Mike Minor, Braves: Minor is definitely one of those players in Fantasy seeing his value skyrocket because of his strong spring performance. On average, he is going higher in drafts than Gavin Floyd, Ryan Vogelsong, Jeff Niemann and R.A. Dickey, who are all pitchers who have proven their worth on the MLB level. Minor has a 4.74 ERA and -- not a typo -- 1.52 WHIP in his MLB career. However, people love potential, which is why Minor is one of the more popular sleeper pitchers on Draft Day. Fantasy owners rather go for the home-run pick than take the safe option. I totally understand that. Minor is one of my favorite sleepers this spring as well and his average draft position (late 18th round) seems about right. I just hope Minor is ready to carry over his spring success.
Cory Luebke, Padres: I already wrote about Luebke in my Padres preview this spring, but I'm going to mention him again because he deserves it. Fantasy owners need to be aware that Luebke struck out 9.9 batters per nine innings last season and it doesn't appear he has lost his touch. He already has 16 strikeouts in 14 spring innings. His spring WHIP also matches his WHIP from last season (1.07), so it seems at worst that Luebke is on track to deliver the same results he gave us in 2011. Luebke actually struggled at pitcher-friendly PETCO Park (4.04 ERA) last season, which hopefully won't continue. Luebke remains one of my favorite breakout candidates.
Juan Nicasio, Rockies: Nicasio is obviously the feel good story of the spring. Here is a guy that sustained a serious neck injury last summer, but he is back on a hill less than a year later and pitching with no fear. We have seen many pitchers lose confidence on the hill after being struck in the head/neck area by liners, but Nicasio is out to prove that he won't be another victim. Nicasio was a pretty good pitching prospect before being summoned to the majors last season. While everyone will be rooting for the right-hander this year, I still expect him to struggle. Nicasio has only 13 MLB starts under his belt and made only nine starts at Double-A before skipping Triple-A. I'm expecting an up-and-down year from Nicasio.
Drew Pomeranz, Rockies: Pomeranz has the ability to be an impact arm. On top of trying to stay healthy, which has been an issue, Pomeranz is going to have to control his breaking pitches in the thin air in Colorado, which is a major concern for a rookie hurler. You are probably asking yourself why I like Pomeranz more than Nicasio since Pomeranz has less starts at the MLB level and Double-A level than Nicasio. Well, Pomeranz was considered a polished pitcher when Cleveland drafted him fifth overall in 2010 and displayed very few flaws in the minors. I'm not expecting him to be a Cy Young candidate in 2012, but if you made me choose between Nicasio and Pomeranz in the late rounds, then I'm going with Pomeranz, who has better strikeout potential.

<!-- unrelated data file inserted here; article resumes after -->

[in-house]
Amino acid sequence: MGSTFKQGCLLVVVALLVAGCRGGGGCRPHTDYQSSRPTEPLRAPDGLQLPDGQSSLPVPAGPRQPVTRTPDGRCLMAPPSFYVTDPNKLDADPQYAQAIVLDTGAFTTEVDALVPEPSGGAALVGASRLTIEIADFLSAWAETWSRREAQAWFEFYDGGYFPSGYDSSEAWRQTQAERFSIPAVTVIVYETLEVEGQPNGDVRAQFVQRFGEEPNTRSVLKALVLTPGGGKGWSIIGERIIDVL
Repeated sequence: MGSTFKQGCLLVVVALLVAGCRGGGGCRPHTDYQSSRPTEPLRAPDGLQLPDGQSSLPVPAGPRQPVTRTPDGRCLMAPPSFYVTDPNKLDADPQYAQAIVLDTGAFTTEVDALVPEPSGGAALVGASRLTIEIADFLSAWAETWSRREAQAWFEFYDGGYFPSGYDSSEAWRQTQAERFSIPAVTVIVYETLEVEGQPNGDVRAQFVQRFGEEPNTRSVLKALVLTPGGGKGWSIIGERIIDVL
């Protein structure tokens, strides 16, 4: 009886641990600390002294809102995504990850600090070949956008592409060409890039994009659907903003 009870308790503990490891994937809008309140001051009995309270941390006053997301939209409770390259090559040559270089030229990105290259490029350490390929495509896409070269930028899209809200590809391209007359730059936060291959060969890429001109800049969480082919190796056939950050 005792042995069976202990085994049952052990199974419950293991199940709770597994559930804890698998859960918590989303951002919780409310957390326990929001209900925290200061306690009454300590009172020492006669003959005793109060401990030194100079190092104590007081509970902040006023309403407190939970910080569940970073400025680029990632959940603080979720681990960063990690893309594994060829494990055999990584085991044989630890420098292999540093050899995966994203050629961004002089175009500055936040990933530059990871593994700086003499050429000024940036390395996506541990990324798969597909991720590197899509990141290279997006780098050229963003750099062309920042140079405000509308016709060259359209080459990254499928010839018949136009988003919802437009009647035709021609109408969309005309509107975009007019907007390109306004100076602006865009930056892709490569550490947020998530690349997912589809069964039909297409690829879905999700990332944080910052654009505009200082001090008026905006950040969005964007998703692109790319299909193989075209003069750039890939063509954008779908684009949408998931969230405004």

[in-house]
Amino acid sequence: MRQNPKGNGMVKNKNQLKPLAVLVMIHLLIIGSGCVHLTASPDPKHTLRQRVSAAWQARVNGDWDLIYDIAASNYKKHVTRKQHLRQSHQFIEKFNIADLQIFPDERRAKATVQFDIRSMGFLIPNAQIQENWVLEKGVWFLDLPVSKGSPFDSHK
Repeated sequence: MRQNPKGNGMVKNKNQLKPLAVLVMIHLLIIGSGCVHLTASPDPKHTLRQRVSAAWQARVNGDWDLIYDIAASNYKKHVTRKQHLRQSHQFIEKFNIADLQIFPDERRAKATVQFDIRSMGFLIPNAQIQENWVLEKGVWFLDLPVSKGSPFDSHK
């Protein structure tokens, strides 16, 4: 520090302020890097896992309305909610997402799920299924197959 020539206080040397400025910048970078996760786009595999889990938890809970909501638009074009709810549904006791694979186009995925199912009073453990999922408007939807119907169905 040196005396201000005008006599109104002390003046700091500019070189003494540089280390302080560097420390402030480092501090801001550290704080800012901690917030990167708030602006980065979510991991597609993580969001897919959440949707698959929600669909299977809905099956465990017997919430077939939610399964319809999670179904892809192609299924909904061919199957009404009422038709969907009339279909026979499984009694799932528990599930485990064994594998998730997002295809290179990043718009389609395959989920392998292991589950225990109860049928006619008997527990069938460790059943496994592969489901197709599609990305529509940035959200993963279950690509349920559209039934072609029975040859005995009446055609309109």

Chris Volstad, Cubs: It seems the spirit of competition has brought out the best in Volstad, who has allowed one run in his first 10 spring innings while vying for a spot in Chicago's rotation. It's definitely out of the ordinary for Volstad, who usually has poor spring numbers, but this is the first time he is pitching in Arizona, which is another anomaly since the desert is usually unkind to pitchers. But I still can't tell Fantasy owners to bet the farm on Volstad. He said his confidence has changed since arriving in Chicago, but I still need to see a bigger sample size from Volstad before recommending him to other Fantasy owners. He is still a pitch-to-contact hurler, whose regular season numbers likely won't look as good as his spring numbers.
Jake Westbrook, Cardinals: File Westbrook under the players who have come to camp in significantly better shape than last season and are thriving in exhibition games because of it. But much like Volstad, I'm not about to buy into a pitcher that has had modest results at the major-league level after a few spring starts. The only comparison I can make on Westbrook is that he didn't allow a run in 18 spring innings in 2008 with Cleveland. He then posted a 3.12 ERA and 1.15 WHIP in five starts that season before undergoing Tommy John surgery. This is the first time since elbow surgery that Westbrook has thrown like the pitcher he was in '08. Even then, Westbrook wasn't a great strikeout pitcher. I say leave Westbrook for NL-only formats on Draft Day and only add him off waivers in mixed leagues if he carries his hot start into the regular season.Follow me @CBSHurc
Posted on: March 19, 2012 3:42 pm
Next in the blog series is evaluating AL starting pitchers performing well this spring…
Doug Fister, Tigers: I already wrote about Fister in one of my columns this spring, but he is worth talking about again because of his hot spring. Fister was absolutely outstanding after landing on a contender at the July trade deadline. It's true he had a .245 BABIP in the second half last season, but even if it rises back to the norm (.290-.300) in 2012, Fister should still post a respectable stat line. He's going to be backed by what should be one of the best offenses in the majors. Fister is a mid-rotation Fantasy arm with upside.